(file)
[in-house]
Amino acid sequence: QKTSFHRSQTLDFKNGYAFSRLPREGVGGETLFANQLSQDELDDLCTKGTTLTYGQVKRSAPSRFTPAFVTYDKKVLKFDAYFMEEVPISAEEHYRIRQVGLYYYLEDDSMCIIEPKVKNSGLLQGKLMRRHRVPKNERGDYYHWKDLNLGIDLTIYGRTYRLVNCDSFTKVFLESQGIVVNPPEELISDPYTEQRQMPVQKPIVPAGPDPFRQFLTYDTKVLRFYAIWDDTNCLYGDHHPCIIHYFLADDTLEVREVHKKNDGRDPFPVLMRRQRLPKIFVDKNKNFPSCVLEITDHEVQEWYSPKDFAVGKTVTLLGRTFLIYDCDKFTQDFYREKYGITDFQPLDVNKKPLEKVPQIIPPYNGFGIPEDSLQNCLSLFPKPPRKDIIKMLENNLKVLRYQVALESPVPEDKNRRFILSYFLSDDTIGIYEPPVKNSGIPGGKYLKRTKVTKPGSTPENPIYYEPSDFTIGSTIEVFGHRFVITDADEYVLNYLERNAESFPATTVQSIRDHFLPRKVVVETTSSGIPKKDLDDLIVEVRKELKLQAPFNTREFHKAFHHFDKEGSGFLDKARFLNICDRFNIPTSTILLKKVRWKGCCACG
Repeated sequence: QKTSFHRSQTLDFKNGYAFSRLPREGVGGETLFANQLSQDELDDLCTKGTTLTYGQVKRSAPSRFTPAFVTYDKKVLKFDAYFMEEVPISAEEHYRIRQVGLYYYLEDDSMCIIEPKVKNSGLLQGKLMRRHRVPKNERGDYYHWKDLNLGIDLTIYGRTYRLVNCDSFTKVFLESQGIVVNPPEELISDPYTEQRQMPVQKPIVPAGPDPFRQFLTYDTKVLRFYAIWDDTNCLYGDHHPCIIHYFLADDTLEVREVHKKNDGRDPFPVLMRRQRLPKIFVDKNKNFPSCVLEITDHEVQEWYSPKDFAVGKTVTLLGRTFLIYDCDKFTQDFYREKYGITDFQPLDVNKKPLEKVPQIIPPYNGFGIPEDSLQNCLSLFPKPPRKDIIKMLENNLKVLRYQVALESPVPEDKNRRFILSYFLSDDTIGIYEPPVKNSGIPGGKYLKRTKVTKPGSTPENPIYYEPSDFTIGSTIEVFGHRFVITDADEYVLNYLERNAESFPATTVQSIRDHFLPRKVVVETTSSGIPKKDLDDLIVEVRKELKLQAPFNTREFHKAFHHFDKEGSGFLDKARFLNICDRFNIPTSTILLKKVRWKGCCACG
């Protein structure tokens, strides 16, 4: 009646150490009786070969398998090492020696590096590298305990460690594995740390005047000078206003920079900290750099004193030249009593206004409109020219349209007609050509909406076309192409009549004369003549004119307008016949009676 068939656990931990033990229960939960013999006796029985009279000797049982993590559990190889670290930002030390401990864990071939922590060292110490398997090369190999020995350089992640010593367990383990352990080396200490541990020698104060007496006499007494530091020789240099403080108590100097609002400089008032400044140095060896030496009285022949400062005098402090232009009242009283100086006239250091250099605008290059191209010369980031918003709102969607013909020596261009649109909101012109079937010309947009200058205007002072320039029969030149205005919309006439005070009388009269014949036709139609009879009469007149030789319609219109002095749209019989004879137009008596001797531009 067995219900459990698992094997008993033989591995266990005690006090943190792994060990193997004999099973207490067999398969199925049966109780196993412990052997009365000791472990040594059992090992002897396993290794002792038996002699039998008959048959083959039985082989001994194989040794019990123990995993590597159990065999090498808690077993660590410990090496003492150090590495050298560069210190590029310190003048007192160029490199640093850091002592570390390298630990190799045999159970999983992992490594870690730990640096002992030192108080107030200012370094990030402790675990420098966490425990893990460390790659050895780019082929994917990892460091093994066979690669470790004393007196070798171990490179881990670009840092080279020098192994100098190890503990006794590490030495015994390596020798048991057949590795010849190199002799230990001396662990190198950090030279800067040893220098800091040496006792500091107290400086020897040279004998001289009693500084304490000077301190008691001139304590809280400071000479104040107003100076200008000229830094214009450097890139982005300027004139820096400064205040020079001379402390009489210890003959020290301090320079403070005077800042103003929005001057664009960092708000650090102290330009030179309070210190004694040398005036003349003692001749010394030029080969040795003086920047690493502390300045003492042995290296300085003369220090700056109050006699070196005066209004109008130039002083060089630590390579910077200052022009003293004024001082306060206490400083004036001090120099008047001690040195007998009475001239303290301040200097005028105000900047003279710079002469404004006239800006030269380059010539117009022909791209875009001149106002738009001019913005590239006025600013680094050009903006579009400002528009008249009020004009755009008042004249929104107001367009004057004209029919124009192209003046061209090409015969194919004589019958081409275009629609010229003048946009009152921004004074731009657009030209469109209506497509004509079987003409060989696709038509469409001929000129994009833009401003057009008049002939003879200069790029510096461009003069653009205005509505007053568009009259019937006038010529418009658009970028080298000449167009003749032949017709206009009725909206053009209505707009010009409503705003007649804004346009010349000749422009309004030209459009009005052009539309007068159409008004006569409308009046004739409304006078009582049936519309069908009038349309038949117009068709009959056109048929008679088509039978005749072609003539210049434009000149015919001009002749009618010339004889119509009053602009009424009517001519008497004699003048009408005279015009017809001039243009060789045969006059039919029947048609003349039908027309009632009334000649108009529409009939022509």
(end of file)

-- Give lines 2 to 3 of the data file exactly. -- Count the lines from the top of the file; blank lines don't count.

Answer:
Amino acid sequence: QKTSFHRSQTLDFKNGYAFSRLPREGVGGETLFANQLSQDELDDLCTKGTTLTYGQVKRSAPSRFTPAFVTYDKKVLKFDAYFMEEVPISAEEHYRIRQVGLYYYLEDDSMCIIEPKVKNSGLLQGKLMRRHRVPKNERGDYYHWKDLNLGIDLTIYGRTYRLVNCDSFTKVFLESQGIVVNPPEELISDPYTEQRQMPVQKPIVPAGPDPFRQFLTYDTKVLRFYAIWDDTNCLYGDHHPCIIHYFLADDTLEVREVHKKNDGRDPFPVLMRRQRLPKIFVDKNKNFPSCVLEITDHEVQEWYSPKDFAVGKTVTLLGRTFLIYDCDKFTQDFYREKYGITDFQPLDVNKKPLEKVPQIIPPYNGFGIPEDSLQNCLSLFPKPPRKDIIKMLENNLKVLRYQVALESPVPEDKNRRFILSYFLSDDTIGIYEPPVKNSGIPGGKYLKRTKVTKPGSTPENPIYYEPSDFTIGSTIEVFGHRFVITDADEYVLNYLERNAESFPATTVQSIRDHFLPRKVVVETTSSGIPKKDLDDLIVEVRKELKLQAPFNTREFHKAFHHFDKEGSGFLDKARFLNICDRFNIPTSTILLKKVRWKGCCACG
Repeated sequence: QKTSFHRSQTLDFKNGYAFSRLPREGVGGETLFANQLSQDELDDLCTKGTTLTYGQVKRSAPSRFTPAFVTYDKKVLKFDAYFMEEVPISAEEHYRIRQVGLYYYLEDDSMCIIEPKVKNSGLLQGKLMRRHRVPKNERGDYYHWKDLNLGIDLTIYGRTYRLVNCDSFTKVFLESQGIVVNPPEELISDPYTEQRQMPVQKPIVPAGPDPFRQFLTYDTKVLRFYAIWDDTNCLYGDHHPCIIHYFLADDTLEVREVHKKNDGRDPFPVLMRRQRLPKIFVDKNKNFPSCVLEITDHEVQEWYSPKDFAVGKTVTLLGRTFLIYDCDKFTQDFYREKYGITDFQPLDVNKKPLEKVPQIIPPYNGFGIPEDSLQNCLSLFPKPPRKDIIKMLENNLKVLRYQVALESPVPEDKNRRFILSYFLSDDTIGIYEPPVKNSGIPGGKYLKRTKVTKPGSTPENPIYYEPSDFTIGSTIEVFGHRFVITDADEYVLNYLERNAESFPATTVQSIRDHFLPRKVVVETTSSGIPKKDLDDLIVEVRKELKLQAPFNTREFHKAFHHFDKEGSGFLDKARFLNICDRFNIPTSTILLKKVRWKGCCACG